ETE Becomes Largest Energy Infrastructure Group
Enterprise Value Now Exceeds that of BP, Total and Petrobras
Energy Transfer Equity’s (ticker: ETE) long pursuit of Williams Companies (ticker: WMB) has come to an end.
On September 28, 2015, ETE announced the acquisition of WMB for total consideration of $37.7 billion, including debt, representing a 10% premium to WMB stock price prior to the opening bell. The new purchase price is a far cry from its $53.3 billion offer in June 2015, which was turned down by WMB due to “undervaluation.” The June offer represented a 32.4% premium to WMB’s closing price on June 19, 2015, but the latest offer provides a cash option for WMB as opposed to the previous offer that was an all-stock offering.
“What Williams has done is provide a cash-exit strategy for its shareholders, but at a lower price,” said Skip Aylesworth, a manager for Hennessy Funds Trust, in an interview with Bloomberg. Investors “thought they were going to see a higher number.”
The belief is certainly reflective of WMB’s stock performance, which fell more than 12%. ETE didn’t fare any better, falling by a similar amount. Both stock prices tumbled to reach their lowest levels since December 2013. Commenters in public forums on Barron’s and The Wall Street Journal expressed displeasure at Williams’ perceived discount on the sale.
“The broader market has obviously impacted by the volatility that we’ve seen,” said Jamie Welch, Chief Financial Officer of Energy Transfer Equity, in a conference call following the release. “Our expectation is that with the announcement of this transaction and the key value tenets that we’ve outlined, we will be out to get the broader message out and hopefully stem that decline and start to correct it.”
The acquisition announcement marks perhaps the final chapter in ETE and WMB’s unusual merger negotiations, which have spanned back to the beginning of the year. WMB made ETE’s offer public in June, encouraging other major midstream companies to place bids. About two weeks ago, Energy Transfer was apparently the last one standing in the process after Reuters reported that Spectra Energy (ticker: SE) pulled out of the Williams sweepstakes. Kinder Morgan (ticker: KMI) was also rumored to be in the picture but analysts believed KMI would have difficulty meeting anti-trust issues. ETE remained steadfast in completing the acquisition, saying they were “fully committed” to finalizing the deal.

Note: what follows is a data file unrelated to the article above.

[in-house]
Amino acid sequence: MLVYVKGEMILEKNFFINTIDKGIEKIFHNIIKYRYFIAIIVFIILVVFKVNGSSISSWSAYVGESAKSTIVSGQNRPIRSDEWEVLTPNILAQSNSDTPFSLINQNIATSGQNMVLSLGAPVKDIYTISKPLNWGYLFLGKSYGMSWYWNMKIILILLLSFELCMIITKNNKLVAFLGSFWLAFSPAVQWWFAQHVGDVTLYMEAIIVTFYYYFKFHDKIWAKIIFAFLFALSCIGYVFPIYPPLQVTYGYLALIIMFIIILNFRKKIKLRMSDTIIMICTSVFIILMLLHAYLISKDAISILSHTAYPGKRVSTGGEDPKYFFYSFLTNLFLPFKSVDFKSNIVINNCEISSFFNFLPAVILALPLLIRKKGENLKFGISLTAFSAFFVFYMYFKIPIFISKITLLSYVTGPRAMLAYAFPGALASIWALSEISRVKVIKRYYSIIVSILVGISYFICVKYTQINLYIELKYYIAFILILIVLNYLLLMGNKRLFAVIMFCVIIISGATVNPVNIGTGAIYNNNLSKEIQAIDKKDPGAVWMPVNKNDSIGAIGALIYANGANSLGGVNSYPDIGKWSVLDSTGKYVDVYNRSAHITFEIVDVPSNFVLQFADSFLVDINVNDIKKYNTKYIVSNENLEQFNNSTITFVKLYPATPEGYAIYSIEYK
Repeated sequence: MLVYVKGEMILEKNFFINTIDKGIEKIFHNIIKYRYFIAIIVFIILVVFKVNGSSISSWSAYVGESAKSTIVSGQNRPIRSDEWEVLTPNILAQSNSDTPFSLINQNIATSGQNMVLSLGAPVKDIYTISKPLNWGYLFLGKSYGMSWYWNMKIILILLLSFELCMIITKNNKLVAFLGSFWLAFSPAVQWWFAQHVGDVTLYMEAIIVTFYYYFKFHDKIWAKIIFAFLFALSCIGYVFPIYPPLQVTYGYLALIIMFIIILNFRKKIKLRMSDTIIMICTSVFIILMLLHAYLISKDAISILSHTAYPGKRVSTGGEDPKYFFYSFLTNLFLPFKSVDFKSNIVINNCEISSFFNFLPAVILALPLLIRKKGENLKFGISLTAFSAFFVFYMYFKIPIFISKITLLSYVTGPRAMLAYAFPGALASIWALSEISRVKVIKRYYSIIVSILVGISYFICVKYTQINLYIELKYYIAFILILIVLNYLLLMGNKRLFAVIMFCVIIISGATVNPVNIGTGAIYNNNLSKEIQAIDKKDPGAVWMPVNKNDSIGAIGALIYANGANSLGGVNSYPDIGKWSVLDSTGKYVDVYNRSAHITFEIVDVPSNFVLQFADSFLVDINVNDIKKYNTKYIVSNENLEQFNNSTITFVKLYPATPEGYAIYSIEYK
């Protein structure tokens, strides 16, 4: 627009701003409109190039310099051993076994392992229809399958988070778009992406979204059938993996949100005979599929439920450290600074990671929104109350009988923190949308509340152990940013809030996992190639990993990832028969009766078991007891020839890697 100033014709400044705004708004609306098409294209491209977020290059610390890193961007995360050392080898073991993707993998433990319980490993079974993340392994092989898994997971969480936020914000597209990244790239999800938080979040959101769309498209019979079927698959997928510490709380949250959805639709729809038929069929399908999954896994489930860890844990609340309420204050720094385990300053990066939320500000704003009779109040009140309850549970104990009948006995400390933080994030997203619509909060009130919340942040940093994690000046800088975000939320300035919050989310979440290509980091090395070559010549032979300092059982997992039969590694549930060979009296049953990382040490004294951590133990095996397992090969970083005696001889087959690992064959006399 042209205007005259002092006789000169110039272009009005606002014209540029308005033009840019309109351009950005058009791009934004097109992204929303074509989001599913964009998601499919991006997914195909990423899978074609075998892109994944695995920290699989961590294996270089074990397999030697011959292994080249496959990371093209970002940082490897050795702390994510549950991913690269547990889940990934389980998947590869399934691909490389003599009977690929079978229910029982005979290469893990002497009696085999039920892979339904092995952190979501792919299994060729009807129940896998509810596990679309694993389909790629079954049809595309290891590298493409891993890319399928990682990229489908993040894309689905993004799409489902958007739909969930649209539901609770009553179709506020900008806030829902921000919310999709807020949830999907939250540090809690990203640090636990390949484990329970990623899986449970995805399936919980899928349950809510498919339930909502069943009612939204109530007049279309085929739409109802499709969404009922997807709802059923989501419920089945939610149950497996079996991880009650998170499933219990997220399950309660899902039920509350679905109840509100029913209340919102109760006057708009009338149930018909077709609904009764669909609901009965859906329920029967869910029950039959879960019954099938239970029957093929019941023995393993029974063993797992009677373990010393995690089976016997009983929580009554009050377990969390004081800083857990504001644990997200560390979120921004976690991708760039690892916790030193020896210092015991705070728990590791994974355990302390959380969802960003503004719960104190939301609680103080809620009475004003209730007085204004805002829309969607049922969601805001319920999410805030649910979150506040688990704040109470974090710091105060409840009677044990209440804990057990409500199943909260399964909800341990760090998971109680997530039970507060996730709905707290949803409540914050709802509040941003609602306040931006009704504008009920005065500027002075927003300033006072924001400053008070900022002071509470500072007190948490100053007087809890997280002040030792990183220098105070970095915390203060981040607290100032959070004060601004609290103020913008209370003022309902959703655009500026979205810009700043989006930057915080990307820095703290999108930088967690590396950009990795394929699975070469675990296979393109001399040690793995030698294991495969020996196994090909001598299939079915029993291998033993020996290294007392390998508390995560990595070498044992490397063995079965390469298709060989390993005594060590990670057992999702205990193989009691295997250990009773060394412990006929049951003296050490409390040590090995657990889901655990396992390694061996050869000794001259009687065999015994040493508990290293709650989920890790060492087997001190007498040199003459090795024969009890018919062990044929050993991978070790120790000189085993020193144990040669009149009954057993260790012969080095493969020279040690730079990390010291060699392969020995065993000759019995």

Some industry analysts believed ETE could gear up for a hostile takeover if a deal could not be reached with WMB’s board of directors. In association with the takeover, WMB will terminate plans to merge with its master limited partnership, Williams Partners (ticker: WPZ). The latter will retain its name and continue to operate in Tulsa, Oklahoma. The transaction is expected to close in the first half of 2016.
Energy Transfer Ascends into a Midstream Supergiant
Upon closing of the merger, Energy Transfer will be the third largest energy franchise in North America and one of the five largest energy companies in the world. Its pro forma enterprise value of nearly $150 billion is surpassed only by ExxonMobil (ticker: XOM), PetroChina, Royal Dutch Shell (ticker: RDS.B) and Chevron (ticker: CVX).
ETE management said its balance sheet, combined with the footprint of Williams, will “benefit customers by enabling further investments in capital projects and efficiencies that would not be achievable absent the transaction.”
Consistent with previous forecasts, the combined entity will be taxed as a C-corp. Anticipated EBITDA from the synergies is expected to exceed $2 billion annually by 2020 and will require overall incremental capital investment of more than $5 billion to achieve. Williams Partners becomes the fourth publicly traded MLP involved in ETE’s organizational structure, joining Sunoco LP (ticker: SUN), Energy Transfer Partners (ticker: ETP) and Sunoco Logistics Partners (ticker: SXL).
ETE says its distribution growth rate is expected to remain intact, and its dividend payouts would exceed the proposed payouts from the WMB/WPZ merger, which has been terminated as a result of ETE’s purchase of the midstream provider. WPZ will receive a $428 million break-up fee in accordance with the termination.
In a conference call following the announcement, ETE management mentioned it now has a footprint in every basin in the United States. Its authorized project backlog consists of $23 billion in developments, while Williams was pursuing as much as $30 billion in potential projects.